Tibet Travel Guide
Built on Lhasa's highest point, Marpo Hill, the Potala Palace is the greatest monumental structure in Tibet. Thir-teen stories high, with over a thousand rooms, it was once the residence of Tibet's chief monk and leader, the Dalai Lama, and therefore the center for both spiritual and temporal power. These days, after the present Dalai Lama's escape to India in 1959, it is a vast museum, serving as a reminder of Tibet's rich and devoutly religious culture, although major political events and religious ceremonies are still held here. The first palace was built by Songtsen Gampo in 631, and this was merged into the larger building that stands today. There are two main sections – the White Palace, built in 1645 under orders from the 5th Dalai Lama, and the Red Palace, completed in 1693.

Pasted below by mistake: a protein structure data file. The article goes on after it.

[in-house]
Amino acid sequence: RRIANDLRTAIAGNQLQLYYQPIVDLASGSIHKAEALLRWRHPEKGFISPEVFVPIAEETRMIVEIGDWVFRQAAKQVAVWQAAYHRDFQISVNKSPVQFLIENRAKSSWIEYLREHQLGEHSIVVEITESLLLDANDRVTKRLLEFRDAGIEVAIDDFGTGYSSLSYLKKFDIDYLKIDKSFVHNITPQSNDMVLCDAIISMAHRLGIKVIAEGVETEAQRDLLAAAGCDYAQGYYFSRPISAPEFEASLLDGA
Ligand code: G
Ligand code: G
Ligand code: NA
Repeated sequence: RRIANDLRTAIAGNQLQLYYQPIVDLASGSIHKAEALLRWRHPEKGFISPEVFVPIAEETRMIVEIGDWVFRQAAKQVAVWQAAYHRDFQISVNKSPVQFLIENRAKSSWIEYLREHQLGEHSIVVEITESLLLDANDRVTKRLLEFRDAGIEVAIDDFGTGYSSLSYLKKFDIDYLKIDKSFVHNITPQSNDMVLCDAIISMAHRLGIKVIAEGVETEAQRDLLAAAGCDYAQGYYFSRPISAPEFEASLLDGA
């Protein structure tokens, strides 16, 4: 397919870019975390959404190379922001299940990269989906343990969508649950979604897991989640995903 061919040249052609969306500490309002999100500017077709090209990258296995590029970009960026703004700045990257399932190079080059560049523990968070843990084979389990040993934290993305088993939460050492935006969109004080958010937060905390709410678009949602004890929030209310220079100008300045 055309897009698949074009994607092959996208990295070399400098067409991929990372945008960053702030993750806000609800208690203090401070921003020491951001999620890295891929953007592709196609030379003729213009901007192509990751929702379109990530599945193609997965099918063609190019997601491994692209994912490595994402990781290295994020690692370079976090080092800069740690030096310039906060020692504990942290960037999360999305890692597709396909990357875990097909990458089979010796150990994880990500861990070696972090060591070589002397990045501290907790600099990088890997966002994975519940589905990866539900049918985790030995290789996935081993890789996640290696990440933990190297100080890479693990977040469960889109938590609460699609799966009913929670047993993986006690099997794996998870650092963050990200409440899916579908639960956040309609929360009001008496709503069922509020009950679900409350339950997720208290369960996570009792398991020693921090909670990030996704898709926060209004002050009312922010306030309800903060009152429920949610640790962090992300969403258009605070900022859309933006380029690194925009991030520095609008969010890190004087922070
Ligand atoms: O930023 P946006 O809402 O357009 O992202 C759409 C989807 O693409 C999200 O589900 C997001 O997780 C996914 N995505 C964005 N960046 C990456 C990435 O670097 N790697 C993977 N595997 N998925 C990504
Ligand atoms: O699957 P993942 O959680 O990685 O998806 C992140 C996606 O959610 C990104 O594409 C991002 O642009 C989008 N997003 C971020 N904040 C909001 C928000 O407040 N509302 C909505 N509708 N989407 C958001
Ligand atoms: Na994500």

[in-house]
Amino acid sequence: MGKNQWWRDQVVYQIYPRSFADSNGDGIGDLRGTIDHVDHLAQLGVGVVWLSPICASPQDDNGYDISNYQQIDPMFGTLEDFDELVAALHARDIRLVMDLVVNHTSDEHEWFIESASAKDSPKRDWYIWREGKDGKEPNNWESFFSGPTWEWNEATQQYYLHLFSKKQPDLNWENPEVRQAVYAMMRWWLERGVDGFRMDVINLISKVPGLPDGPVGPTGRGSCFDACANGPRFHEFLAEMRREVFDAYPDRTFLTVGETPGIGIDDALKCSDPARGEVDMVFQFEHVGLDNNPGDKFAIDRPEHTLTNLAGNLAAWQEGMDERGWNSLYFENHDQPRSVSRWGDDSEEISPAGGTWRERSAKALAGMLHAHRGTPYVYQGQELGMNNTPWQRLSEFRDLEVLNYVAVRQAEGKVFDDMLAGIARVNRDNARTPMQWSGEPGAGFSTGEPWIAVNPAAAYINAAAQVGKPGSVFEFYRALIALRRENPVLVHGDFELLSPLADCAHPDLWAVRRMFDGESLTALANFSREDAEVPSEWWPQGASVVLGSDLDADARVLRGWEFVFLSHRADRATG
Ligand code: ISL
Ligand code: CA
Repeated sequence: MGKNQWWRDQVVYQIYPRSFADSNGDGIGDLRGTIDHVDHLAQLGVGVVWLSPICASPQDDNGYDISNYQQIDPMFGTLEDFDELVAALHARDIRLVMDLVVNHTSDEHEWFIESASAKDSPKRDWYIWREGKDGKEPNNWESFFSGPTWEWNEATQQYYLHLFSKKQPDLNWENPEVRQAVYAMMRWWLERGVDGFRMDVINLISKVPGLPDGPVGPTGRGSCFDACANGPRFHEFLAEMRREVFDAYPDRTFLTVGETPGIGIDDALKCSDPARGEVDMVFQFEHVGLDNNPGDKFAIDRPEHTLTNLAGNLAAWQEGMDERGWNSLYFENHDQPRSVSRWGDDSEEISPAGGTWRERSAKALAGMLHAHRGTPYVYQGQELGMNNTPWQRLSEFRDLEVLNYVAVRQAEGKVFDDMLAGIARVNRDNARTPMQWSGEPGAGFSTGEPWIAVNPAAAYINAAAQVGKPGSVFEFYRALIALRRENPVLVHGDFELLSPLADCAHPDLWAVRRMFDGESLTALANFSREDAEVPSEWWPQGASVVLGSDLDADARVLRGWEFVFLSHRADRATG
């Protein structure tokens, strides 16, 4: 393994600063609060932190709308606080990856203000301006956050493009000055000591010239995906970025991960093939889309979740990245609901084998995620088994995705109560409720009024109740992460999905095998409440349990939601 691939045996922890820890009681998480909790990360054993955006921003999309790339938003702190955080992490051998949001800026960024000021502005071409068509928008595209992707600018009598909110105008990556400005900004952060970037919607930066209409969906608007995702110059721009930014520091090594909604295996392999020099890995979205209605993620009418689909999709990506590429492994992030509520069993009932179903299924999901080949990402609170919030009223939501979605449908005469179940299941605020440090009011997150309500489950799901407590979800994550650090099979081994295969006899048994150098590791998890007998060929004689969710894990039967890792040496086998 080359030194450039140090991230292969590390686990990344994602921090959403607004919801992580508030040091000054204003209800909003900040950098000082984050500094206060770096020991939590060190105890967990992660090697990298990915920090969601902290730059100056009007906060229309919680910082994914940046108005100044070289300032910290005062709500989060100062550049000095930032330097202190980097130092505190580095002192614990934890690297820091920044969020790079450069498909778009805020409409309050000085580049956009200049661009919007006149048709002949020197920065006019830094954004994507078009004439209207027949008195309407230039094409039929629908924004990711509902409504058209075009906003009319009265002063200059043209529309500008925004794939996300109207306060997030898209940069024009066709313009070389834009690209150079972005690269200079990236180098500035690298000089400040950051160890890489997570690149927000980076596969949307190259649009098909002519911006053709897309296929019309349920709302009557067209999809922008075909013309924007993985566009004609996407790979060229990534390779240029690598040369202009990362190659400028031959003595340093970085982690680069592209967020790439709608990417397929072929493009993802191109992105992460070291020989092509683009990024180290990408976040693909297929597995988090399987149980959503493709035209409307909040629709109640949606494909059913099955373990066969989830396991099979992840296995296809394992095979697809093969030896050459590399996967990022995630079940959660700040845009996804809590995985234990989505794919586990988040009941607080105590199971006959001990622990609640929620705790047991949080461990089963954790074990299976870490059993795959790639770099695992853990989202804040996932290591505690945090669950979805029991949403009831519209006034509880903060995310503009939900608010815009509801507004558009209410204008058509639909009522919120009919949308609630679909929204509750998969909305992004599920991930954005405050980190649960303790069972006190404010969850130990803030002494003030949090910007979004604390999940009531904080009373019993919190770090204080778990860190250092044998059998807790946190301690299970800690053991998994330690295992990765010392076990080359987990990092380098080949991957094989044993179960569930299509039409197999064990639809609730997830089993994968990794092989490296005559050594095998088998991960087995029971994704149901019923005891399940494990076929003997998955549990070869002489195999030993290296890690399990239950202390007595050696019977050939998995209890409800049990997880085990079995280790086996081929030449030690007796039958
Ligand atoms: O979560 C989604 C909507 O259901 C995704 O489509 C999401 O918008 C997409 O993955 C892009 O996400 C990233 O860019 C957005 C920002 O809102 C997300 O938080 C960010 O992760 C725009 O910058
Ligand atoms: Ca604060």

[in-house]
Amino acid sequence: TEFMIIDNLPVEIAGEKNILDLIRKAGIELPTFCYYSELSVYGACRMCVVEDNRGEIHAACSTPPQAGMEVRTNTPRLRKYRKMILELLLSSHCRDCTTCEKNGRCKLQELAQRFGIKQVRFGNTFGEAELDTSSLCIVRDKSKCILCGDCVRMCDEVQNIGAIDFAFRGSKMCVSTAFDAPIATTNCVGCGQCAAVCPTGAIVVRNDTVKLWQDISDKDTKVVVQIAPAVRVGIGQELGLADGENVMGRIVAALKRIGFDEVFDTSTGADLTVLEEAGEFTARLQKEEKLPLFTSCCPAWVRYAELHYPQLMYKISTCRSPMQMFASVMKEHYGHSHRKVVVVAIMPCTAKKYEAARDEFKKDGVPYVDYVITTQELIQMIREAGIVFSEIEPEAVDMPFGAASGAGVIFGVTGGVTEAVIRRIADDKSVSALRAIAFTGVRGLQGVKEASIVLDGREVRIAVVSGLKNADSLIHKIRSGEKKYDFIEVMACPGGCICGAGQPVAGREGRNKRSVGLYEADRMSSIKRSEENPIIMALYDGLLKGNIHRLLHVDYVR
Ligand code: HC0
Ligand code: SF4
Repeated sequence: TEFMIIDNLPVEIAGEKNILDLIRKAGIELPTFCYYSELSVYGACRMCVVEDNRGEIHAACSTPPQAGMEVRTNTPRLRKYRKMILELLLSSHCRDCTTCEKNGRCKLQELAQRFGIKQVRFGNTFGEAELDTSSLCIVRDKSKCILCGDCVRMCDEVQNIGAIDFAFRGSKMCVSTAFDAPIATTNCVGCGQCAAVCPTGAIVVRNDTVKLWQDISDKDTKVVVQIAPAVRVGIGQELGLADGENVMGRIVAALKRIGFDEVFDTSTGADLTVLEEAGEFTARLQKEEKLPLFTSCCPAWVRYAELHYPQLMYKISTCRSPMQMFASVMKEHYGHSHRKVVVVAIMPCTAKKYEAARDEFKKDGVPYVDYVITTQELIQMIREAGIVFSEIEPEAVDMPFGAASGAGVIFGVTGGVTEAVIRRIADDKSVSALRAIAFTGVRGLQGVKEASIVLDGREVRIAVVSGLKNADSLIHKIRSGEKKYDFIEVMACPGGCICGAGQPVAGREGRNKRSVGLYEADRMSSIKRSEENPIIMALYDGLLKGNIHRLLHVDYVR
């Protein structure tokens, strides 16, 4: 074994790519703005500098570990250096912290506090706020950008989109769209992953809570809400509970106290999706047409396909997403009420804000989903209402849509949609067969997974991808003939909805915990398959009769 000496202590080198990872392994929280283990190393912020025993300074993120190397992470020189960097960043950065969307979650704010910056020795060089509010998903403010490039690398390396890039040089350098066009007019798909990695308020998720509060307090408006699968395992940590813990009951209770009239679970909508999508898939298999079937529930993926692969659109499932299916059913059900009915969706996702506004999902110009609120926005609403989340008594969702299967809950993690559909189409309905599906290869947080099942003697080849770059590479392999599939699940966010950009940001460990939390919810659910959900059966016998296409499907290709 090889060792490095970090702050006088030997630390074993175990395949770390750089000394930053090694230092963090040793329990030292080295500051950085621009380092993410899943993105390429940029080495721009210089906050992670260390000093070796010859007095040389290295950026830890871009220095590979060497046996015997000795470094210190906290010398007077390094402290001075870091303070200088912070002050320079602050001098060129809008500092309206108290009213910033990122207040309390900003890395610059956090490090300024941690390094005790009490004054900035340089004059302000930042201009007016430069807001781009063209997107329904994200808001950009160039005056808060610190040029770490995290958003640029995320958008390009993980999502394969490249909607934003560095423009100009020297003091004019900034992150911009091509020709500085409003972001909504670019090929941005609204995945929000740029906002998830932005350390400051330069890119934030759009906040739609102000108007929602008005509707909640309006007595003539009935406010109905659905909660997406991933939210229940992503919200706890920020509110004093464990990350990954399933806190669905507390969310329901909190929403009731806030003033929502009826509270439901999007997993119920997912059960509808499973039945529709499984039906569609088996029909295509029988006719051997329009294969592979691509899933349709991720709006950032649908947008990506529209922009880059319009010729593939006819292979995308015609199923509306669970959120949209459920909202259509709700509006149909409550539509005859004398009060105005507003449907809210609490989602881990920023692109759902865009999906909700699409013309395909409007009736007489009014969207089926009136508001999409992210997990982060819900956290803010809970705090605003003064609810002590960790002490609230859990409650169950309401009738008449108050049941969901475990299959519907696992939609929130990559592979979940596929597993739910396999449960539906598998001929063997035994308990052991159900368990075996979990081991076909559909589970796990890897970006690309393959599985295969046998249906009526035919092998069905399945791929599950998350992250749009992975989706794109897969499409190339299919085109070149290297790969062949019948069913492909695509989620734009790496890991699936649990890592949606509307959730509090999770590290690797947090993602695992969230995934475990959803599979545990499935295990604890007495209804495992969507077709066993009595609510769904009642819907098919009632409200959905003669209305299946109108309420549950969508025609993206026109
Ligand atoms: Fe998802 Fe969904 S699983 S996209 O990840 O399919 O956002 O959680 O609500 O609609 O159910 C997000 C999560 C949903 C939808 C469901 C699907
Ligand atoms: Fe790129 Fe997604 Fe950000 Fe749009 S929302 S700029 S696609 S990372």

- Beijing Zhong Road, Lhasa
- 0891 683 4362
- 9am–5pm daily
- extra charges for Golden Roof access and Exhibition Room
- in chapels, otherwise extra charges for photography
- Not suitable for those who find stairs a problem
View from the Roof of the Red Palace
On a clear day the view over the valley and on to the mountains beyond is unequaled, although the newer parts of Lhasa are less impressive.
The entrance to the main building has a triple stairway – the middle set of stairs is for the sole use of the Dalai Lama.
Heavenly King murals
The East Entrance has sumptuous images of the Four Heavenly Kings, Buddhist guardian figures.
The western hall
Located on the first floor of the Red Palace, the largest hall inside the Potala contains the holy throne of the 6th Dalai Lama.
Seeming to float above the palace, the gilded roofs (actually copper) cover funerary chapels dedicated to previous Dalai Lamas.
Please click here to read more information about the Potala Palace, Tibet.